Possibly those proceedings were able to resolve the perplexing question of who was responsible for Smudgie's close brush with death. (See Cat Defender post of December 9, 2008 entitled "Shaved from Head to Tail and Left to Freeze to Death in the Ontario Cold, Chopper Is Saved at the Last Minute.")
On May 6th of this year while Valerie Hernandez was away from her Tinton Avenue digs in the Bronx, her former roommate, seventeen-year-old career criminal Cheyenne Cherry, and a fourteen-year-old single mother and jailbird identified in court documents only as Whitney B. broke in and ransacked the place. They destroyed furniture, cut electrical wires, and splashed bleach on the walls before making off with food and DVDs. (See Cat Defender post of June 8, 2009 entitled "Adam Is Persevering Throughout All the Pain Two Years after Having Been Torched by Giggling Teenage Girls in Santa Rosa.")
That in itself is not especially newsworthy because the Bronx is rife with all sorts of crime. It was the duo's final act before exiting that has landed them in jail and the news.
In what Cherry later told the police was "just a joke," they stuffed Hernandez's kitten, Tiger Lily, into a five-hundred-degree oven and burned it to death. (See photo above on the right of Tiger Lily.)
For this heinous crime, Bronx Supreme Court Judge Margaret Clancy charitably let off Cherry with a year in jail and the proscription that she not own any pets for three years. (See photo of her below on the left.) Whitney B. was later ordered to serve a year and a half in juvenile detention. The discrepancy in sentences is attributable to the fact that it actually was Whitney B. who placed Tiger Lily in the oven.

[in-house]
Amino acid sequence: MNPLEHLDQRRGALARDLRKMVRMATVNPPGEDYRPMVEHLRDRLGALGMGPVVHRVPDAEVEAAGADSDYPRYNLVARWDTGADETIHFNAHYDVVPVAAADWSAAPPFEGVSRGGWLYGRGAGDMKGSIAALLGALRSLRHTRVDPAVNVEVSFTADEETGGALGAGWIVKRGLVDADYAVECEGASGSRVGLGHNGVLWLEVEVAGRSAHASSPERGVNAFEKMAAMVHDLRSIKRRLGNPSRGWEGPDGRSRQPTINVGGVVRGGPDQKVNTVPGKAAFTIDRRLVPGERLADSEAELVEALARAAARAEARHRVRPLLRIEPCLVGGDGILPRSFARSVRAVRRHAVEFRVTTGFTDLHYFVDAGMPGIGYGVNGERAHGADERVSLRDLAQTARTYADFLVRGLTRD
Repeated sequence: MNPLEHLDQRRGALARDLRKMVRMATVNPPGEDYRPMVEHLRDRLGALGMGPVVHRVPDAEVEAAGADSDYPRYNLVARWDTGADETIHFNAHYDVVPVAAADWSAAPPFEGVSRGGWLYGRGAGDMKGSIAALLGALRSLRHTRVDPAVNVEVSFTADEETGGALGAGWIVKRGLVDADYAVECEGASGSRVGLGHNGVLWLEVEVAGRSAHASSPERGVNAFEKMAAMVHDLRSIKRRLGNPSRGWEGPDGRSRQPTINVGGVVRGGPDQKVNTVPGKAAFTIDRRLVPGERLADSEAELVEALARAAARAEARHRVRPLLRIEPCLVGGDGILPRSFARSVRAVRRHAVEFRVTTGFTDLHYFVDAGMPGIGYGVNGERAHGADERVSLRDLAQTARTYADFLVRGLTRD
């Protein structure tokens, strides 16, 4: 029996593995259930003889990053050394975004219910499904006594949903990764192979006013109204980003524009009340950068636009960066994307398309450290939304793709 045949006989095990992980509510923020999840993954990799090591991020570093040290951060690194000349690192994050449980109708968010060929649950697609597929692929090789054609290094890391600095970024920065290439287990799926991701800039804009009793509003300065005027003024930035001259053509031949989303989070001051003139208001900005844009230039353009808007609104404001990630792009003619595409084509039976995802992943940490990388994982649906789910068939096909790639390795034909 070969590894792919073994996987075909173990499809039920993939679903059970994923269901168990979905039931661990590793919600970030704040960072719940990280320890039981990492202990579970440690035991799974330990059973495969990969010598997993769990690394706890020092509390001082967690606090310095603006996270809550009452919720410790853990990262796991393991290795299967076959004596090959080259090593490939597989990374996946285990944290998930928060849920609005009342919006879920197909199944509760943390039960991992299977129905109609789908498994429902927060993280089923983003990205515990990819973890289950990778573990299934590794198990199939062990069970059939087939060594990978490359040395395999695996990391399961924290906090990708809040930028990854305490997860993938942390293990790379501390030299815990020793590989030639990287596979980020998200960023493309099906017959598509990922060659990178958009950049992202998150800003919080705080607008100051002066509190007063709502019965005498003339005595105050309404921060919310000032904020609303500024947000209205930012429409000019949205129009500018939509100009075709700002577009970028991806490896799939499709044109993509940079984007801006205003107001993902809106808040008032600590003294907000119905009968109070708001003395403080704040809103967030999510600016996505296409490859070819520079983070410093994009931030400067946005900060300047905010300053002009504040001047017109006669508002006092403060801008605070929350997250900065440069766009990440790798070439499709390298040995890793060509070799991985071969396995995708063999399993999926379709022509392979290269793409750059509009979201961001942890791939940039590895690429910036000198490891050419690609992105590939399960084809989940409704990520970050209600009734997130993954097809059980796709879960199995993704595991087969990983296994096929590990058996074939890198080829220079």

On her way out of court, the unrepentant Cherry reveled in her own wickedness by grinning from ear to ear, hissing, and sticking out her tongue at animal rights protesters. "It's dead, bitch!" she shouted in their faces according to the July 16th edition of the New York Daily News. (See "Teen Cheyenne Cherry Taunts Animal Activists after Guilty Plea for Killing Kitten in Oven.")
Not a great deal of attention is paid to feline victims of burglars. Even more disheartening, there is not all that much that cat owners can do in order to ensure the safety of their beloved companions whenever they are away from home other than to make certain that thieves do not gain entry in the first place. That entails at the very minimum strong doors, good locks, bars over the windows, and a functioning alarm system.